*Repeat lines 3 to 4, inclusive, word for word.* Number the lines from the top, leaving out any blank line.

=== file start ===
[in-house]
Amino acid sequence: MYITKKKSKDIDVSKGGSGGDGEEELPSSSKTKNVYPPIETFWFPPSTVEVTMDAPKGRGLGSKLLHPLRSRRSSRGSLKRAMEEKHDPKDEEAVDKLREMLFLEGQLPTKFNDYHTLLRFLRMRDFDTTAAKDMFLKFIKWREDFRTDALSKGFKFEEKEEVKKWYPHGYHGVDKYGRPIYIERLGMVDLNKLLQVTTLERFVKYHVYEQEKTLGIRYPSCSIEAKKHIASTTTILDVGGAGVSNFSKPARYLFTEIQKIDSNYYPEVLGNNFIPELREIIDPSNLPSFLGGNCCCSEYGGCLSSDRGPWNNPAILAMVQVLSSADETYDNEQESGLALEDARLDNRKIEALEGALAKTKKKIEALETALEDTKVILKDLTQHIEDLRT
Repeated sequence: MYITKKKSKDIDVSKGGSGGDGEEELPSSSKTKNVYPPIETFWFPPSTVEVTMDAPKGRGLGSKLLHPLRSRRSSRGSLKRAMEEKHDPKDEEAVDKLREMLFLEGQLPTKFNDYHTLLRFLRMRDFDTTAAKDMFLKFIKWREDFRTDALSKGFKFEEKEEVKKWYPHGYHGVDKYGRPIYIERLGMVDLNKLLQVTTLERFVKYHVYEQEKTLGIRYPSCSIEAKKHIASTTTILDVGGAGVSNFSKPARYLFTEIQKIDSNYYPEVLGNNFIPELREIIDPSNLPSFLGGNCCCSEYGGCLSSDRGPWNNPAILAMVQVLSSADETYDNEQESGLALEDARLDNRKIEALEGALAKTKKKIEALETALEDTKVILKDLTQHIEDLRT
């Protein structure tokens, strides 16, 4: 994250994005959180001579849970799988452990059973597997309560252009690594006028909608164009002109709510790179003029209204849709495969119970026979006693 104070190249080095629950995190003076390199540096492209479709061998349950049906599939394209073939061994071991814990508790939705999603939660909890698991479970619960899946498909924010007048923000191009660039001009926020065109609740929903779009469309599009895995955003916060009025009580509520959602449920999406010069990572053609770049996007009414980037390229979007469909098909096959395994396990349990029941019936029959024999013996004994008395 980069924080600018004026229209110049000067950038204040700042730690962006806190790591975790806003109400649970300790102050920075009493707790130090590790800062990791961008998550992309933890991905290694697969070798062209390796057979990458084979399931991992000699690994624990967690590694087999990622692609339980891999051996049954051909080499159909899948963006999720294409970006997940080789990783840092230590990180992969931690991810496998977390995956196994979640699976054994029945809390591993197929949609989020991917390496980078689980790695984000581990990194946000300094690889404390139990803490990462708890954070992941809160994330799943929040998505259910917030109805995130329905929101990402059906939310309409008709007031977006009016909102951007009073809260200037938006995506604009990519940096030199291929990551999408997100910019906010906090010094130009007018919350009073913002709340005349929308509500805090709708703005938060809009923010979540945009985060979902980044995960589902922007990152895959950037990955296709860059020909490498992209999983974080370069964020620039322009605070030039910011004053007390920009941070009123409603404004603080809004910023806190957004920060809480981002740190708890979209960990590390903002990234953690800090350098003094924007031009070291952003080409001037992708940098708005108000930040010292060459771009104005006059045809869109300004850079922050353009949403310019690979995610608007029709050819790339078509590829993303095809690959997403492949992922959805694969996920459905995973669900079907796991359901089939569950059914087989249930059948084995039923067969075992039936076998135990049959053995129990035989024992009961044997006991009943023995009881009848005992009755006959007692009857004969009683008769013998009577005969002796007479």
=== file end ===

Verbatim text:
Repeated sequence: MYITKKKSKDIDVSKGGSGGDGEEELPSSSKTKNVYPPIETFWFPPSTVEVTMDAPKGRGLGSKLLHPLRSRRSSRGSLKRAMEEKHDPKDEEAVDKLREMLFLEGQLPTKFNDYHTLLRFLRMRDFDTTAAKDMFLKFIKWREDFRTDALSKGFKFEEKEEVKKWYPHGYHGVDKYGRPIYIERLGMVDLNKLLQVTTLERFVKYHVYEQEKTLGIRYPSCSIEAKKHIASTTTILDVGGAGVSNFSKPARYLFTEIQKIDSNYYPEVLGNNFIPELREIIDPSNLPSFLGGNCCCSEYGGCLSSDRGPWNNPAILAMVQVLSSADETYDNEQESGLALEDARLDNRKIEALEGALAKTKKKIEALETALEDTKVILKDLTQHIEDLRT
């Protein structure tokens, strides 16, 4: 994250994005959180001579849970799988452990059973597997309560252009690594006028909608164009002109709510790179003029209204849709495969119970026979006693 104070190249080095629950995190003076390199540096492209479709061998349950049906599939394209073939061994071991814990508790939705999603939660909890698991479970619960899946498909924010007048923000191009660039001009926020065109609740929903779009469309599009895995955003916060009025009580509520959602449920999406010069990572053609770049996007009414980037390229979007469909098909096959395994396990349990029941019936029959024999013996004994008395 980069924080600018004026229209110049000067950038204040700042730690962006806190790591975790806003109400649970300790102050920075009493707790130090590790800062990791961008998550992309933890991905290694697969070798062209390796057979990458084979399931991992000699690994624990967690590694087999990622692609339980891999051996049954051909080499159909899948963006999720294409970006997940080789990783840092230590990180992969931690991810496998977390995956196994979640699976054994029945809390591993197929949609989020991917390496980078689980790695984000581990990194946000300094690889404390139990803490990462708890954070992941809160994330799943929040998505259910917030109805995130329905929101990402059906939310309409008709007031977006009016909102951007009073809260200037938006995506604009990519940096030199291929990551999408997100910019906010906090010094130009007018919350009073913002709340005349929308509500805090709708703005938060809009923010979540945009985060979902980044995960589902922007990152895959950037990955296709860059020909490498992209999983974080370069964020620039322009605070030039910011004053007390920009941070009123409603404004603080809004910023806190957004920060809480981002740190708890979209960990590390903002990234953690800090350098003094924007031009070291952003080409001037992708940098708005108000930040010292060459771009104005006059045809869109300004850079922050353009949403310019690979995610608007029709050819790339078509590829993303095809690959997403492949992922959805694969996920459905995973669900079907796991359901089939569950059914087989249930059948084995039923067969075992039936076998135990049959053995129990035989024992009961044997006991009943023995009881009848005992009755006959007692009857004969009683008769013998009577005969002796007479």